“Because they don’t know how to fight on the front, they fight with the civilian population. But it was this way from the very start,” Bielieskov sums up.

What missiles were used and can Iranian Shahed-106 drones replace them?

Ukraine missile strike

The central-Ukrainian city of Dnipro after Russia’s missile strike on 10 October. The street was repaired overnight. Photo: Mayor Boris Filatov/Fb

A total of 83 missiles were launched, most of them airborne Kh-101 and Kh-555 missiles launched from eight Tu-95 and three Tu-160 bombers above the Caspian Sea. As well, seaborne Kalibr missiles were launched from the Black Sea, land-borne Iskander missiles launched from various directions, missiles of the anti-aircraft systems S-300 and “Tornado-S.”

Ukraine’s air defense shot down 45 — more than half, a rate that Ukrainian military officials say is excellent.

Russia is running out of these high-precision missiles, according to various estimates. Particularly, experts note that the fact that Russia uses anti-ship and modified anti-aircraft missiles to strike land targets means it is exhausting its stocks of the precise variety. And the production of new precise missiles, which require electronics, is greatly limited by western sanctions against Russia.

“They used their ‘safety stock’ stashed in case of a war with NATO,” Bielieskov says, stressing that the missile strike on 10 October is an extraordinary event.

As well, Ukraine shot down nine of 12 Iranian Shahed-106 kamikaze drones. Ukraine’s Air Force reported recently that Russia is using the drones instead of the precision missiles it is running out of.

However, the drones won’t be able to fully replace missiles: they are not as precise and are easier to shoot down. As well, missiles are more destructive: a warhead of the Kh-101 carries 400kg of explosives while a Shahed-106 carries 40 kg.

This is why missiles from storage were used for the attack, not drones, stresses Bielieskov.

In any case, a war cannot be won with missiles alone.

Missiles were used by the Americans, for instance, as part of operations to establish air superiority. After this was reached, piloted aviation was used, not expensive missiles. So even the Americans didn’t allow themselves to just work with missiles without any military targets. So, this episode of playing with missiles won’t change anything on the stage of theater of combat operations,” he adds.

Can Ukraine repel Russian missile attacks?

Entire section of a high-rise apartment building destroyed by Russian missile in Zaporizhzhia in the early hours of 9 October 2022. Source. ~

Entire section of a high-rise apartment building destroyed by Russian missile in Zaporizhzhia in the early hours of 9 October 2022. Source.

Recently, two of Ukraine’s top generals penned an article stating that Ukraine will really win the war against Russia only if its capacity to strike objects at a distance is evened out, as now Russia can strike Ukraine from over 1,000 km away with impunity.

However, the chances of this happening are small, Bielieskov tells. The existing missile technology control regime allows transferring only missiles with ranges under 300 km and warheads under 500 kg can be transferred.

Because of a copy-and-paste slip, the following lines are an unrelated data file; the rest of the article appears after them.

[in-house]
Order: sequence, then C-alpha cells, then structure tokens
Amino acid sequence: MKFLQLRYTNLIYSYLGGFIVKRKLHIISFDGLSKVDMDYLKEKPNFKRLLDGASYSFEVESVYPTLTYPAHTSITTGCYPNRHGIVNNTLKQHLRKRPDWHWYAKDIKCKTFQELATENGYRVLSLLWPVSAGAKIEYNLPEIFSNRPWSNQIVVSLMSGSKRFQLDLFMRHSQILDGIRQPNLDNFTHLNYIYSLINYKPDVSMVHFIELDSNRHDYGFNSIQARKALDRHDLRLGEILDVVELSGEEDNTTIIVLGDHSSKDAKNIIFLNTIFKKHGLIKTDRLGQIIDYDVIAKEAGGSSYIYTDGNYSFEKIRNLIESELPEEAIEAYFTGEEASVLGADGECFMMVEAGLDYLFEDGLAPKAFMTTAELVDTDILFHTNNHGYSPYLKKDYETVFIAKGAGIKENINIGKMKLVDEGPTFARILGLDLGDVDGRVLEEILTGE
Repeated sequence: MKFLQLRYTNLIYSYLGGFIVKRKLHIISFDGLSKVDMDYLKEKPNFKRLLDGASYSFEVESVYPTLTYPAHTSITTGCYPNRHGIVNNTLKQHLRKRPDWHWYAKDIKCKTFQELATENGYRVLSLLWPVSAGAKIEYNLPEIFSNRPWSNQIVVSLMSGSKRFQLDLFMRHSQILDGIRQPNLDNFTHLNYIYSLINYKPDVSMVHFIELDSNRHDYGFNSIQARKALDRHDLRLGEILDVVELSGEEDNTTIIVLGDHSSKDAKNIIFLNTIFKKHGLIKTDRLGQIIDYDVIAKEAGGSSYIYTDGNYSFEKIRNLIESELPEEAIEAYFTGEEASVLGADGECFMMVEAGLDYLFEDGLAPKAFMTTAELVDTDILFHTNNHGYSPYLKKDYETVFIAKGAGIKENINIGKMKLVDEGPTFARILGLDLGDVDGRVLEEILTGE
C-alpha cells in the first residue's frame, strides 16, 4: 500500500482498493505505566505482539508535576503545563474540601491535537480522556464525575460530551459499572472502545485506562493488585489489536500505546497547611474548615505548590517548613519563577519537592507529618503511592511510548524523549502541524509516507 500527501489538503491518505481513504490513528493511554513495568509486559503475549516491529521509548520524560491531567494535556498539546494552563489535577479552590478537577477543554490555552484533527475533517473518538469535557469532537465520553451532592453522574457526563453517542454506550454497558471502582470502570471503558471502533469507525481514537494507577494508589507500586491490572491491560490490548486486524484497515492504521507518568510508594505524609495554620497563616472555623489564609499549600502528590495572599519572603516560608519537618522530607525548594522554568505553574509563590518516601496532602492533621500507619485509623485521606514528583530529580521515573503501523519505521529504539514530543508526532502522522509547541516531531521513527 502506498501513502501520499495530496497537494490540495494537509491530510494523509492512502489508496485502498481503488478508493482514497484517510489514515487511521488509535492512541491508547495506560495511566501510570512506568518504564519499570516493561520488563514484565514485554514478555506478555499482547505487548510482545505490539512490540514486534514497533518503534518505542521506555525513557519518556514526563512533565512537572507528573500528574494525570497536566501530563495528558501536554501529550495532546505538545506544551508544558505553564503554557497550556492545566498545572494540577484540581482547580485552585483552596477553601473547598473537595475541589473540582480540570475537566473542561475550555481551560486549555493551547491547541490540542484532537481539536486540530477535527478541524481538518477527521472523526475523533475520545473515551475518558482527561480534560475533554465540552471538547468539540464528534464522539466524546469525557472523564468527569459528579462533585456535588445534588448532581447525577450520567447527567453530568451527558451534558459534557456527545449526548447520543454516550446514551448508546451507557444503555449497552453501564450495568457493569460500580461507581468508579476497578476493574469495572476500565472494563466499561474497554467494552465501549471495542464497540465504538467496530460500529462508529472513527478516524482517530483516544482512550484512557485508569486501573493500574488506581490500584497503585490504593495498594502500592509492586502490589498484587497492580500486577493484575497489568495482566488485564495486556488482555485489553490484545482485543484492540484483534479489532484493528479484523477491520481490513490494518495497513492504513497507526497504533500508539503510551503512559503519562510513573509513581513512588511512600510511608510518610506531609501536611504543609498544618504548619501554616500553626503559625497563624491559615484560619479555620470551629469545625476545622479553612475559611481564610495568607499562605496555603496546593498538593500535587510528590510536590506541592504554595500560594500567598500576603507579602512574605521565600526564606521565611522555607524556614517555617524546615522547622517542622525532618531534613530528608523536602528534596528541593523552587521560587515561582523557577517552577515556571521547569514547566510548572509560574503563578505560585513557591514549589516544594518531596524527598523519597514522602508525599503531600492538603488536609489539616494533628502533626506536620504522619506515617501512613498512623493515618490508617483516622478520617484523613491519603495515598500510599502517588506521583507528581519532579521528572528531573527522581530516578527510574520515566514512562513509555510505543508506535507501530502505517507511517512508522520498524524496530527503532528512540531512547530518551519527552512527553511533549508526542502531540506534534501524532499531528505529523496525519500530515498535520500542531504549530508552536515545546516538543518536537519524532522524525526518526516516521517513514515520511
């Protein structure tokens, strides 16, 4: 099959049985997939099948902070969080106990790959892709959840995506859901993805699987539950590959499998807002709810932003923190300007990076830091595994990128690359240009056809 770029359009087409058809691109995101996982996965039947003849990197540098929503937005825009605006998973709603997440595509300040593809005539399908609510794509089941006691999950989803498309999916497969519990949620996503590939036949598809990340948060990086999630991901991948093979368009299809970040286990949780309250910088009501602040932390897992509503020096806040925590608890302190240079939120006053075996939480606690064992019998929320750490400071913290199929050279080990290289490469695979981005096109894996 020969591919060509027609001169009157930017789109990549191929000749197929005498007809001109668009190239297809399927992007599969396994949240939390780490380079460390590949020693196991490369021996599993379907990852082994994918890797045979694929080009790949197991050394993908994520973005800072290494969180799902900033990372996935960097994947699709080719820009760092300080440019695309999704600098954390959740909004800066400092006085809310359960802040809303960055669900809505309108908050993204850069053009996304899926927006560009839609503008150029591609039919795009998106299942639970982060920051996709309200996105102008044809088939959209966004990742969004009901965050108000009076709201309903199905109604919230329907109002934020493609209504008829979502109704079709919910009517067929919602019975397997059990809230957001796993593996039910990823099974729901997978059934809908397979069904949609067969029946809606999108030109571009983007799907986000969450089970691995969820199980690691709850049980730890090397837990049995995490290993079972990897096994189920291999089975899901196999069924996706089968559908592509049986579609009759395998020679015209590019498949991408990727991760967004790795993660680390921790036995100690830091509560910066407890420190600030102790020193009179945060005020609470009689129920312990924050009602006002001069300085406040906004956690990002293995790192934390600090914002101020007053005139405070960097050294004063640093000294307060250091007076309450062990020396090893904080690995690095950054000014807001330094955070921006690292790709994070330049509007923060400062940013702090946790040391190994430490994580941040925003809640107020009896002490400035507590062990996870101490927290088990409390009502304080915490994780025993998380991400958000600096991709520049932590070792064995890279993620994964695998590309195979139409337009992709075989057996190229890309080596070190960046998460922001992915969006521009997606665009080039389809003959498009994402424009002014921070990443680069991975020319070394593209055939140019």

“Air defense and ATACMS are the ceiling of our ambitions. We won’t be able to reach the base of Russia’s strategic aviation in the city of Engels,” he says.

The USA and UK have transferred HIMARS and M-270 MLRS to Ukraine, however equipping them with GMLRS missiles with a range of up to 70 km. The ATACMS missile will allow Ukraine to shoot up to 300 km. Delivering ATACMS to Ukraine is one of the objectives of Ukraine’s leadership, yet the administration of Joe Biden is reluctant to deliver them due to fears of provoking Russia.

This is why Ukraine needs to create a system of passive defense, aka bomb shelters, like Israel had before a system of tiered air defense was developed following strikes in 1991.

“Ukraine is too large for us to be able to fully cover it with air defense. However, more importantly, we must be able to fight the land groups of enemy forces. Missiles are bad, but not worse than piloted aviation or classical artillery,” Bielieskov states.

Indeed, Russia wreaks the greatest devastation to Ukrainian cities happens 70-80 kilometers from the front, within the reach of Russian Grads and S-300 systems. The cities of Zaporizhzhia and Mykolaiv, as well as frontline towns in eastern Ukraine, get pummeled daily, with civilians being killed on a similar scale as from the missile strikes on 10 October.

“If we have ATACMS, we will be able to strike the groupings that present the greatest danger there. The air defense systems promised by Germany and the US will cover half of Ukraine’s needs at most. So, we need to prepare for this threat persisting. But our main goal is to fight the Russian ground forces. If we are able to do that, well, the missile terror is something we will have to live with, but by itself it does not allow to impose Russia’s political will,” Bielieskov sums up.

Related:

Ukraine needs independent journalism. And we need you. Join our community on Patreon and help us better connect Ukraine to the world. We’ll use your contribution to attract new authors, upgrade our website, and optimize its SEO. For as little as the cost of one cup of coffee a month, you can help build bridges between Ukraine and the rest of the world, plus become a co-creator and vote for topics we should cover next. Become a patron or see other ways to support. Become a Patron!

Tags: , , , ,